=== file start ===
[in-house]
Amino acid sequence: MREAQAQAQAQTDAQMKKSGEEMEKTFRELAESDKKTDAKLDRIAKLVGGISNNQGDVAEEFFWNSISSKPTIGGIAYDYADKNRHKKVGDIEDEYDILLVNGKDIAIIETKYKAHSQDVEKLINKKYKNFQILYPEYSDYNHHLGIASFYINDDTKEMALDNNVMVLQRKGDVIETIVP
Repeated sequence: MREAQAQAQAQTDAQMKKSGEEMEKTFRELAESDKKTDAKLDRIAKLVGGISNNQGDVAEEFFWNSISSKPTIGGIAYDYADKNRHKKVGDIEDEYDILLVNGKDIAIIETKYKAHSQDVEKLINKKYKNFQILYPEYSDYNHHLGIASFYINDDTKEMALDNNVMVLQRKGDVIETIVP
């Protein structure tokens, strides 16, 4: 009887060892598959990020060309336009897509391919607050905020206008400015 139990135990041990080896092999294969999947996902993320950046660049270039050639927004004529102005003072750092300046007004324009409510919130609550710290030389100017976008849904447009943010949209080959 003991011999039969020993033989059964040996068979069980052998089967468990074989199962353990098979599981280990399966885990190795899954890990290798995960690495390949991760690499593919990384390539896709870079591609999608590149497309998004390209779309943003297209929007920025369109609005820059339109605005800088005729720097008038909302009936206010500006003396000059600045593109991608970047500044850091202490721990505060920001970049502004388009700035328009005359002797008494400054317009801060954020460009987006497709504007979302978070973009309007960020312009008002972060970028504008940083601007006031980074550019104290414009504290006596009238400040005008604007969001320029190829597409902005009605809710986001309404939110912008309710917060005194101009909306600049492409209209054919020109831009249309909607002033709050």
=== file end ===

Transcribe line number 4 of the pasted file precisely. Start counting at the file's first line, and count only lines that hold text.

């Protein structure tokens, strides 16, 4: 009887060892598959990020060309336009897509391919607050905020206008400015 139990135990041990080896092999294969999947996902993320950046660049270039050639927004004529102005003072750092300046007004324009409510919130609550710290030389100017976008849904447009943010949209080959 003991011999039969020993033989059964040996068979069980052998089967468990074989199962353990098979599981280990399966885990190795899954890990290798995960690495390949991760690499593919990384390539896709870079591609999608590149497309998004390209779309943003297209929007920025369109609005820059339109605005800088005729720097008038909302009936206010500006003396000059600045593109991608970047500044850091202490721990505060920001970049502004388009700035328009005359002797008494400054317009801060954020460009987006497709504007979302978070973009309007960020312009008002972060970028504008940083601007006031980074550019104290414009504290006596009238400040005008604007969001320029190829597409902005009605809710986001309404939110912008309710917060005194101009909306600049492409209209054919020109831009249309909607002033709050």